December 16, 2001
Purdue president urges grads to value freedom, education
WEST LAFAYETTE, Ind. Purdue President Martin C. Jischke today (Sunday, 12/16) reminded graduates that in the face of uncertain and troubled times, education is the foundation for building a better future.
Jischke spoke during the first of the university's two winter commencement ceremonies today at the Elliott Hall of Music on the West Lafayette campus. Approximately 2,948 students 2,161 undergraduates and 787 students in graduate or professional programs were candidates for graduation.
Frenchman Alexis de Tocqueville's tour of the United States in 1831 provided the historical context for Jischke's comments. Tocqueville then only 25 years old came to study the American penal system. But he also was concerned about political and social developments in France and intrigued by the notion of democracy in the young nation.
"In America, Tocqueville found boundless promise and opportunity," Jischke said. "Today we live in a time of grave danger, and a time when some people question whether promise and opportunity remain within our grasp. They are shortsighted. They have forgotten that all people, through all history, have lived in times of grave danger. And yet, promise and opportunity have prevailed.
"We are gathered here today, 170 years after Tocqueville's search for America, to celebrate the progress of democracy, which lives in the enormous promise and opportunities of the Class of 2001. You are the latest issue in the progress of democracy. You are also the ones who will take the next great step in democracy's journey forward through time. You begin this progression with the greatest gift ever to emerge from American democracy: education.
"Not everyone in this world is as fortunate as those of us gathered here today. Of all the billions of people on this planet, you are among a handful who have had the opportunity to attain a university education. Of all the billions of people in this world, you are among the few who are completely free free to dream, free to prosper and grow in a society that believes every man and every woman should be valued. Diversity is the celebration of democracy. And education is the safeguard of both.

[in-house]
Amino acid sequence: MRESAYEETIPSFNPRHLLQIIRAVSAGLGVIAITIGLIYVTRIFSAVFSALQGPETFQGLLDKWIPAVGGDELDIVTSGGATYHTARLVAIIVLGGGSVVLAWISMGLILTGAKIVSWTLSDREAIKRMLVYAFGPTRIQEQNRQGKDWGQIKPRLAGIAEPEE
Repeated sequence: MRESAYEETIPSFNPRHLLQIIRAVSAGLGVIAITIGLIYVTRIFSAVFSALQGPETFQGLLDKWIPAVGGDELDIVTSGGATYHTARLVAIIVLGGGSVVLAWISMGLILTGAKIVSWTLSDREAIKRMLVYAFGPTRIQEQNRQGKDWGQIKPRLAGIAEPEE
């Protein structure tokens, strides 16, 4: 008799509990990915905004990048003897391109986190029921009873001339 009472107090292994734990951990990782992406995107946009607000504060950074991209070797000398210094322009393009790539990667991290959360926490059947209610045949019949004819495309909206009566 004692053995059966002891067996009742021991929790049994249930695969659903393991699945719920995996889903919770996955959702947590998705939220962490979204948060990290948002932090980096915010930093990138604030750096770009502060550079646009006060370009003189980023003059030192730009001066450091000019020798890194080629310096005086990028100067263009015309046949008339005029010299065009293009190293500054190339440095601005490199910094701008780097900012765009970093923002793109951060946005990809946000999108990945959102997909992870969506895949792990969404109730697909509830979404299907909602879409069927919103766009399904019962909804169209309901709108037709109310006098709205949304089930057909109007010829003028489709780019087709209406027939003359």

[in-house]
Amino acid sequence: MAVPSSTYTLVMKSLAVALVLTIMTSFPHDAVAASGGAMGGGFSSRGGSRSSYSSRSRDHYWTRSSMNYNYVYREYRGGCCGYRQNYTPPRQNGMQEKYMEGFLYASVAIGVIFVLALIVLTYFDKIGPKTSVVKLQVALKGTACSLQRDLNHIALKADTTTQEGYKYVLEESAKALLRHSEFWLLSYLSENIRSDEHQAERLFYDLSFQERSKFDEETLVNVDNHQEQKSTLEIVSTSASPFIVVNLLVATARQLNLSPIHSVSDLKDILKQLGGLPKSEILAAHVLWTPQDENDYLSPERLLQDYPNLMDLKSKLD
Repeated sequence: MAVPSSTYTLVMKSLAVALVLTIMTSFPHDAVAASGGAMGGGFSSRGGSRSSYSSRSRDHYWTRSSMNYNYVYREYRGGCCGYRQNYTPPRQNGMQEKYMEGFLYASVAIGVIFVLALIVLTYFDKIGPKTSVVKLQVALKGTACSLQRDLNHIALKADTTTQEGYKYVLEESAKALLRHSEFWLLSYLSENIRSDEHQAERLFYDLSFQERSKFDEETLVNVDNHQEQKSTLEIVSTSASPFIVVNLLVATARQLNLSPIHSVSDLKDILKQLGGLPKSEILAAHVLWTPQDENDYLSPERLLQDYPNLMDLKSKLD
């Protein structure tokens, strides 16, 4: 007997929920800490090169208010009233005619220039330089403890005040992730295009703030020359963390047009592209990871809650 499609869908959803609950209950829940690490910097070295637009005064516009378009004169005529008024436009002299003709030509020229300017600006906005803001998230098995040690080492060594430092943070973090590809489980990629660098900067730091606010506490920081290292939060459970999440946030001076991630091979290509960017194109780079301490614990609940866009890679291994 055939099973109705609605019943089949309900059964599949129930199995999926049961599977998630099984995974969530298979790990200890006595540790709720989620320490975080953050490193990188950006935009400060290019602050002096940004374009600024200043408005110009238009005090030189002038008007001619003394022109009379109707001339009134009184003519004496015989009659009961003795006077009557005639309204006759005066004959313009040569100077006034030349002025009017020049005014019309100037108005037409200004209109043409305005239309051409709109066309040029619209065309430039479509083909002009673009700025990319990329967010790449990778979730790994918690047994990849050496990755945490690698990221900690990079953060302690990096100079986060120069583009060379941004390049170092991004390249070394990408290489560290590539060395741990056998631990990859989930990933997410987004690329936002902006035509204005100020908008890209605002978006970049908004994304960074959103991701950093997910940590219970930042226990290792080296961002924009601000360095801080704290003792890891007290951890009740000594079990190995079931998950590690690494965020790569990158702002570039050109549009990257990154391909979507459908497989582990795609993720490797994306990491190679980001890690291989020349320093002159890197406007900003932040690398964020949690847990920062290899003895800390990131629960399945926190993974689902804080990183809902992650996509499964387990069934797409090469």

"Education is the key you will use to unlock the promise and opportunities that will shape your tomorrow. It is also a key you can use to help alleviate poverty, hunger, suffering and disease. It is a key you can use to bring an end to the hatred, intolerance, bigotry and bloodshed. You have the power to help to make learning and education even more widely disseminated tomorrow than it is today and ever has been throughout time.
"Some of you have come here from far-off places. Take back with you what you have learned. Help others to follow. Some of you, like me, are the first in your family to attain a university degree. Others are part of a progression of learning that reaches deep in your heritage. You can help others accomplish what you are celebrating today. Through education, you can spread democracy, promise and opportunity throughout this world.
"It has been said many times in recent months that the world has changed forever. And we all quite agree. But as you begin your journey into tomorrow, consider the promise in this opportunity: Perhaps today is the moment when the world will change forever for the better."
Purdue Calumet's commencement will be at 6 p.m. Tuesday (12/18) at the Radisson Star Plaza Theatre in Merrillville, Ind. Jischke also will be the keynote speaker for the Calumet ceremony, in which 546 winter candidates and 149 summer graduates are eligible to participate.
Writer: Sharon A. Bowker, (765) 494-9723
Source: Martin C. Jischke, (765) 494-9708
Purdue News Service: (765) 494-2096; email@example.com